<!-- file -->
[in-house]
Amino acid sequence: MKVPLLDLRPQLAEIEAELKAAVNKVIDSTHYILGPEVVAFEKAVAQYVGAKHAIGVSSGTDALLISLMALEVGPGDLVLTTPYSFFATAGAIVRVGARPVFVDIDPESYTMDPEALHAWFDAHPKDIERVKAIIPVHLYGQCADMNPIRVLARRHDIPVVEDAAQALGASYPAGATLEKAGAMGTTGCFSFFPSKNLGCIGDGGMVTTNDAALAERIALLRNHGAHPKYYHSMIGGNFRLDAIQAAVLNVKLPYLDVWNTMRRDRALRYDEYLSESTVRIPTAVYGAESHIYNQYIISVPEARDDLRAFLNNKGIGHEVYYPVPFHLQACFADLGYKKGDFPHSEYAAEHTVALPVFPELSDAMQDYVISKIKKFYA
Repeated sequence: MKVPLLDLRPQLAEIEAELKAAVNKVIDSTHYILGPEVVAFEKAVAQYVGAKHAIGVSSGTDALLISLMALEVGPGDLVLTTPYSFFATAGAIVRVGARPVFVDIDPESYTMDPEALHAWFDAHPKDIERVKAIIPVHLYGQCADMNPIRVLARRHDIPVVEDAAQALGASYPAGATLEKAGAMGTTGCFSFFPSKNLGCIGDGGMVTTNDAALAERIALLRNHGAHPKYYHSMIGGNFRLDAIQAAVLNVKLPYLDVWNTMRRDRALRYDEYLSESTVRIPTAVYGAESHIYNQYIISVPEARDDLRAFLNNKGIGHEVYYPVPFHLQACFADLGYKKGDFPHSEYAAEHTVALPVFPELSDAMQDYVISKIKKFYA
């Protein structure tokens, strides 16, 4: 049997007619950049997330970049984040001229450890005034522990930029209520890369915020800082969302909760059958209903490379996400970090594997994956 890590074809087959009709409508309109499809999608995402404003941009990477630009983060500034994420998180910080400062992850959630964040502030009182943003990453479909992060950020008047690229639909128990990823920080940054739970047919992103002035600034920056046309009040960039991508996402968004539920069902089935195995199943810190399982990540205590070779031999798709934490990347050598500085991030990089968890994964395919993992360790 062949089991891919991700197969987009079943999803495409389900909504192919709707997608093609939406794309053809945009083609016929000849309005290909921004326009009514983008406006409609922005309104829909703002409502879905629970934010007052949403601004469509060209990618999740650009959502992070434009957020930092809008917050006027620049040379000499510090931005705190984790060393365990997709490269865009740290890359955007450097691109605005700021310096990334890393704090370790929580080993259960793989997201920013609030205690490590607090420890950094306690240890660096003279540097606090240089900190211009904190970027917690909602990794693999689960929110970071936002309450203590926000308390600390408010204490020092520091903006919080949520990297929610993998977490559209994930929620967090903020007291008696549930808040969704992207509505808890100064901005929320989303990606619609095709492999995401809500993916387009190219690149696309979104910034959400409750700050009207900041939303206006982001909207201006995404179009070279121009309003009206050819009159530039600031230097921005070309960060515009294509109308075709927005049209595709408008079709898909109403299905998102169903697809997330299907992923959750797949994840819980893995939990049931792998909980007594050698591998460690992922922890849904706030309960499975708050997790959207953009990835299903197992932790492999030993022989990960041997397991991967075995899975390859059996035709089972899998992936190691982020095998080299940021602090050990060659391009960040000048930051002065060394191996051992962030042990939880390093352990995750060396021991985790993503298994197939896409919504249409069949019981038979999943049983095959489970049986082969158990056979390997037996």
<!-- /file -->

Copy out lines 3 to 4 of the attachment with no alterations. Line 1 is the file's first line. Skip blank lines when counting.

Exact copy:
Repeated sequence: MKVPLLDLRPQLAEIEAELKAAVNKVIDSTHYILGPEVVAFEKAVAQYVGAKHAIGVSSGTDALLISLMALEVGPGDLVLTTPYSFFATAGAIVRVGARPVFVDIDPESYTMDPEALHAWFDAHPKDIERVKAIIPVHLYGQCADMNPIRVLARRHDIPVVEDAAQALGASYPAGATLEKAGAMGTTGCFSFFPSKNLGCIGDGGMVTTNDAALAERIALLRNHGAHPKYYHSMIGGNFRLDAIQAAVLNVKLPYLDVWNTMRRDRALRYDEYLSESTVRIPTAVYGAESHIYNQYIISVPEARDDLRAFLNNKGIGHEVYYPVPFHLQACFADLGYKKGDFPHSEYAAEHTVALPVFPELSDAMQDYVISKIKKFYA
């Protein structure tokens, strides 16, 4: 049997007619950049997330970049984040001229450890005034522990930029209520890369915020800082969302909760059958209903490379996400970090594997994956 890590074809087959009709409508309109499809999608995402404003941009990477630009983060500034994420998180910080400062992850959630964040502030009182943003990453479909992060950020008047690229639909128990990823920080940054739970047919992103002035600034920056046309009040960039991508996402968004539920069902089935195995199943810190399982990540205590070779031999798709934490990347050598500085991030990089968890994964395919993992360790 062949089991891919991700197969987009079943999803495409389900909504192919709707997608093609939406794309053809945009083609016929000849309005290909921004326009009514983008406006409609922005309104829909703002409502879905629970934010007052949403601004469509060209990618999740650009959502992070434009957020930092809008917050006027620049040379000499510090931005705190984790060393365990997709490269865009740290890359955007450097691109605005700021310096990334890393704090370790929580080993259960793989997201920013609030205690490590607090420890950094306690240890660096003279540097606090240089900190211009904190970027917690909602990794693999689960929110970071936002309450203590926000308390600390408010204490020092520091903006919080949520990297929610993998977490559209994930929620967090903020007291008696549930808040969704992207509505808890100064901005929320989303990606619609095709492999995401809500993916387009190219690149696309979104910034959400409750700050009207900041939303206006982001909207201006995404179009070279121009309003009206050819009159530039600031230097921005070309960060515009294509109308075709927005049209595709408008079709898909109403299905998102169903697809997330299907992923959750797949994840819980893995939990049931792998909980007594050698591998460690992922922890849904706030309960499975708050997790959207953009990835299903197992932790492999030993022989990960041997397991991967075995899975390859059996035709089972899998992936190691982020095998080299940021602090050990060659391009960040000048930051002065060394191996051992962030042990939880390093352990995750060396021991985790993503298994197939896409919504249409069949019981038979999943049983095959489970049986082969158990056979390997037996």